Two years on from the first Covid-19 national lockdown in the UK, we consider the impact of the pandemic on M&A transactions.
Whilst in our own experience we didn’t see Covid-19 having a detrimental impact on deal flow for UK M&A transactions, it has undoubtedly had a lasting impact on both practical aspects of M&A transactions as well as on particular clauses of acquisition agreements.
Virtual Data Rooms and Electronic Signatures
Even prior to the Covid-19 pandemic, virtual data rooms were commonly used to manage the due diligence and disclosure process. The Covid-19 pandemic has now fully cemented the shift away from physical data rooms towards virtual data rooms. Virtual data rooms offer a secure mechanism for sellers to share data in relation to the target company or business throughout due diligence and the subsequent disclosure process. Virtual data rooms have been fully utilised during the pandemic and will continue to be utilised post-Covid-19.
Coupled with the use of virtual data rooms, there has also been a very firm shift to employing electronic signatures for completion processes. Prior to the pandemic it was already common place to utilise electronic signatures for standard, day-to-day commercial contracts. However, the pandemic has certainly fuelled a transition to going completely digital for both standard contracts and deeds and it is now common practice for the whole suite of M&A documents to be signed electronically and we certainly believe that this change is very likely to remain standard practice going forwards.
Despite this evolutionary use of IT, it is important to note that the whole signing process cannot be conducted remotely. The Law Commission (and the Law Society in a June 2020 update) confirmed that the witness of the signatory to a deed must still be physically present and directly observe the signatory signing on their computer or smart phone. It is not permissible for electronic signatures to be witnessed virtually.
The uncertainty arising from the pandemic has increased the emphasis on due diligence. Already a key element of any M&A transaction of course, Covid-19 has placed a particular emphasis on its importance in gathering pertinent information about the target company or business and in particular, its supply chains and historic and projected customer revenues before, during and after the pandemic bubble. Short term Government initiatives around COVID loans and furloughing employees have obviously also become key points of diligence for any buyer but the longer term change in remote working practices for employees will ensure that employment diligence will remain a key area going forwards. Generally speaking, the pandemic has seen a raft of additional questions added to legal and financial due diligence questionnaires used to assess target companies or businesses.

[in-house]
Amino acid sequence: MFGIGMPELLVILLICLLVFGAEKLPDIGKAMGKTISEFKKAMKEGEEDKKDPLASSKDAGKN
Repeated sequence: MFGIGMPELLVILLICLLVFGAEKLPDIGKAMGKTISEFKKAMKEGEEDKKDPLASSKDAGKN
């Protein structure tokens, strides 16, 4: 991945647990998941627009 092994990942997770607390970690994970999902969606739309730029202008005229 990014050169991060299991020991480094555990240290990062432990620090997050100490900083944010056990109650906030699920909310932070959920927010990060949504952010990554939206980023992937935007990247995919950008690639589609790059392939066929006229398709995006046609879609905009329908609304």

It is likely that whilst the prevalence of Covid-19 continues to be ever changing, these questions will remain and there will be continued scrutiny of the impact of Covid-19 on the target’s business.
Warranties and Indemnities
Together with increased due diligence, buyers are seeking additional warranty protections and in some cases indemnity protections to cover the additional risks associated with the Covid-19 pandemic in-line with the areas of particular diligence focus as mentioned above.
W&I insurance has been around for many years but the Covid-19 pandemic has resulted in an increased use of W&I insurance. A W&I insurance policy is used to bridge the gap of the allocation of risk between a buyer and a seller. It will cover the buyer’s loss as a result of the seller breaching any of the warranties (and possibly indemnities) under the sale and purchase agreement.
Material Adverse Change (“MAC”) Clauses
The pandemic has triggered further discussion regarding the use and impact of MAC clauses in contracts i.e. contractual provisions allowing a buyer to walk away from a deal in-between exchange and completion upon the happening of certain material events which adversely affect the target company or business – whether the loss of a key customer, or a substantial claim being made against the target. From an M&A perspective, given ongoing concerns around business stability and/or artificial Covid trading bubbles, it was anticipated that there would be a rise in the use of MAC clauses and as per the developments in focus on certain areas in due diligence and warranties, two years on from the start of the pandemic, MAC clauses are now being carefully drafted and negotiated to cover a range of specific areas of legal and financial risk associated with the new business landscape in addition to more traditional, boiler plate areas of concern.
Technology has greatly aided the ability for M&A transactions to continue despite the disruption caused by the Covid-19 pandemic. Ultimately, Covid-19 greatly impacted the practical mechanisms previously used to manage M&A transactions and it is very likely that the new ways of managing deals are here to stay. Similarly, the last two years have moulded variations in M&A documentation and again, it is very likely that these will continue to progress and change as the uncertainty caused by Covid-19 evolves.
Consistent with our policy when giving comment and advice on a non-specific basis, we cannot assume legal responsibility for the accuracy of any particular statement. In the case of specific problems we recommend that professional advice be sought.